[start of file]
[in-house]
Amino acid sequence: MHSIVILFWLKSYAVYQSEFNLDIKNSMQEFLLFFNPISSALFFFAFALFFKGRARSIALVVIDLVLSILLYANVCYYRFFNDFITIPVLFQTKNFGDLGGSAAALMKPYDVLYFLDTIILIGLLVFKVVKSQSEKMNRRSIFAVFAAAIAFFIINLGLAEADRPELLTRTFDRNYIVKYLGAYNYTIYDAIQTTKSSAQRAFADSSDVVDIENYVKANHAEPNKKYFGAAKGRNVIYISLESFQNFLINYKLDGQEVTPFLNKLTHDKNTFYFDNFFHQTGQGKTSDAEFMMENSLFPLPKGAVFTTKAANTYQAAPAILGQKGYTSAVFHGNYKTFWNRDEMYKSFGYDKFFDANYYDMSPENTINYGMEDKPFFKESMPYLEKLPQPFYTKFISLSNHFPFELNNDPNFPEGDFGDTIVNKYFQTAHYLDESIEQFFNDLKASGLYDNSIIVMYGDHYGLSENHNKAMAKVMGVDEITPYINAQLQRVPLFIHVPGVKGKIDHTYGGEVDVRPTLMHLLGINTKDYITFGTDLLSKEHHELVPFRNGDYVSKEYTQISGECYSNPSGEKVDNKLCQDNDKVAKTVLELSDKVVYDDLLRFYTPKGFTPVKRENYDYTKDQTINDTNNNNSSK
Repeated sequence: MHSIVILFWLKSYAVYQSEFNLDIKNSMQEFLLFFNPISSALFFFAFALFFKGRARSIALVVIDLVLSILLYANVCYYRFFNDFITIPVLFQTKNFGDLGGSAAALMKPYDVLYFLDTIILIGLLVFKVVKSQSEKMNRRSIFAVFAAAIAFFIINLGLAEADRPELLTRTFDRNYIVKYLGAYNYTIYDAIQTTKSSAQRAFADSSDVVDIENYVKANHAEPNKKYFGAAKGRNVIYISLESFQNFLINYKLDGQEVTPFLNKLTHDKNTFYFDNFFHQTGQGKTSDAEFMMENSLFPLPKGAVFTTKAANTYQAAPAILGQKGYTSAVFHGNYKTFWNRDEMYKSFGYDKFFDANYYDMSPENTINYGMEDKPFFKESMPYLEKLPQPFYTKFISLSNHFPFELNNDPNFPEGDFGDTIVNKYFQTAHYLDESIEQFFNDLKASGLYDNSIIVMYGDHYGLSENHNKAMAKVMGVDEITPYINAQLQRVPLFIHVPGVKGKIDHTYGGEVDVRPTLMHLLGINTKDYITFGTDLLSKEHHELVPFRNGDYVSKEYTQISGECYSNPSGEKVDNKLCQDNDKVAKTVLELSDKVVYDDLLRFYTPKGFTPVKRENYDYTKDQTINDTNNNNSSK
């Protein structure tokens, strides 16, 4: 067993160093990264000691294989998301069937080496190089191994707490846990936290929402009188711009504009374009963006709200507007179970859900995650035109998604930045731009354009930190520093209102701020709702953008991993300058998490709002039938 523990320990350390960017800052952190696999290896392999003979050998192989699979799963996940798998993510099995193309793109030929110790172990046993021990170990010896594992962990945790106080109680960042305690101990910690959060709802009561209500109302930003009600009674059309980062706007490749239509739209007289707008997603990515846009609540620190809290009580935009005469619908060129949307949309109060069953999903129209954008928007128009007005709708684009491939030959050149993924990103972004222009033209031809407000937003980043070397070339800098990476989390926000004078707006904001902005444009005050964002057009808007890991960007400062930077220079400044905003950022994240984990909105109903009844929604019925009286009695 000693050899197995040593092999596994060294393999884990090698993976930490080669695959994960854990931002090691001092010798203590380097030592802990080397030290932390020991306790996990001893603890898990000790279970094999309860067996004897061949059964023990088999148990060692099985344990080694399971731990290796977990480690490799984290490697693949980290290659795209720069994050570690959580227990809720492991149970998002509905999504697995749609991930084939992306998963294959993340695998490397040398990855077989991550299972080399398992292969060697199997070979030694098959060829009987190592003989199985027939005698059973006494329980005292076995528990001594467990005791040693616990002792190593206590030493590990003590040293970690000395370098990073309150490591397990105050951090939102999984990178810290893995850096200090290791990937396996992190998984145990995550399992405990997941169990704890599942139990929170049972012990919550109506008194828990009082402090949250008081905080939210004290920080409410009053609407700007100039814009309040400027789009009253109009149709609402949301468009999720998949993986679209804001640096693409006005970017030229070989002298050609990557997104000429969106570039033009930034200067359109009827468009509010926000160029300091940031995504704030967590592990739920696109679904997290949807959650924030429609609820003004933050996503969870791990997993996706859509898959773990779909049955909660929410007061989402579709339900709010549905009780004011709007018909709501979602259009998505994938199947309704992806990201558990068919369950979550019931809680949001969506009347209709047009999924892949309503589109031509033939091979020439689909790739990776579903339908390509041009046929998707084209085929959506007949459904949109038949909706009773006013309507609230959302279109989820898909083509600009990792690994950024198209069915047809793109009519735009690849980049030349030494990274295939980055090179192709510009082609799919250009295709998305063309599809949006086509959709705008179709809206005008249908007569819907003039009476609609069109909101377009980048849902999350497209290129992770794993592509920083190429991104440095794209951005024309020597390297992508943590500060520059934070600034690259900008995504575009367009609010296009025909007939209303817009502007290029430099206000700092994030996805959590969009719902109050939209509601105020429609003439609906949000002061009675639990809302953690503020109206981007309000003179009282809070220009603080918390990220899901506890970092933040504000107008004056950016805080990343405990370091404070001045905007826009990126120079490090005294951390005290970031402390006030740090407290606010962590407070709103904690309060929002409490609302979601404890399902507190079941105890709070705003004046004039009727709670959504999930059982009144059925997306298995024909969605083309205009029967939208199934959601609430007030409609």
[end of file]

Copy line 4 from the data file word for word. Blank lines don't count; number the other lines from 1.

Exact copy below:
């Protein structure tokens, strides 16, 4: 067993160093990264000691294989998301069937080496190089191994707490846990936290929402009188711009504009374009963006709200507007179970859900995650035109998604930045731009354009930190520093209102701020709702953008991993300058998490709002039938 523990320990350390960017800052952190696999290896392999003979050998192989699979799963996940798998993510099995193309793109030929110790172990046993021990170990010896594992962990945790106080109680960042305690101990910690959060709802009561209500109302930003009600009674059309980062706007490749239509739209007289707008997603990515846009609540620190809290009580935009005469619908060129949307949309109060069953999903129209954008928007128009007005709708684009491939030959050149993924990103972004222009033209031809407000937003980043070397070339800098990476989390926000004078707006904001902005444009005050964002057009808007890991960007400062930077220079400044905003950022994240984990909105109903009844929604019925009286009695 000693050899197995040593092999596994060294393999884990090698993976930490080669695959994960854990931002090691001092010798203590380097030592802990080397030290932390020991306790996990001893603890898990000790279970094999309860067996004897061949059964023990088999148990060692099985344990080694399971731990290796977990480690490799984290490697693949980290290659795209720069994050570690959580227990809720492991149970998002509905999504697995749609991930084939992306998963294959993340695998490397040398990855077989991550299972080399398992292969060697199997070979030694098959060829009987190592003989199985027939005698059973006494329980005292076995528990001594467990005791040693616990002792190593206590030493590990003590040293970690000395370098990073309150490591397990105050951090939102999984990178810290893995850096200090290791990937396996992190998984145990995550399992405990997941169990704890599942139990929170049972012990919550109506008194828990009082402090949250008081905080939210004290920080409410009053609407700007100039814009309040400027789009009253109009149709609402949301468009999720998949993986679209804001640096693409006005970017030229070989002298050609990557997104000429969106570039033009930034200067359109009827468009509010926000160029300091940031995504704030967590592990739920696109679904997290949807959650924030429609609820003004933050996503969870791990997993996706859509898959773990779909049955909660929410007061989402579709339900709010549905009780004011709007018909709501979602259009998505994938199947309704992806990201558990068919369950979550019931809680949001969506009347209709047009999924892949309503589109031509033939091979020439689909790739990776579903339908390509041009046929998707084209085929959506007949459904949109038949909706009773006013309507609230959302279109989820898909083509600009990792690994950024198209069915047809793109009519735009690849980049030349030494990274295939980055090179192709510009082609799919250009295709998305063309599809949006086509959709705008179709809206005008249908007569819907003039009476609609069109909101377009980048849902999350497209290129992770794993592509920083190429991104440095794209951005024309020597390297992508943590500060520059934070600034690259900008995504575009367009609010296009025909007939209303817009502007290029430099206000700092994030996805959590969009719902109050939209509601105020429609003439609906949000002061009675639990809302953690503020109206981007309000003179009282809070220009603080918390990220899901506890970092933040504000107008004056950016805080990343405990370091404070001045905007826009990126120079490090005294951390005290970031402390006030740090407290606010962590407070709103904690309060929002409490609302979601404890399902507190079941105890709070705003004046004039009727709670959504999930059982009144059925997306298995024909969605083309205009029967939208199934959601609430007030409609």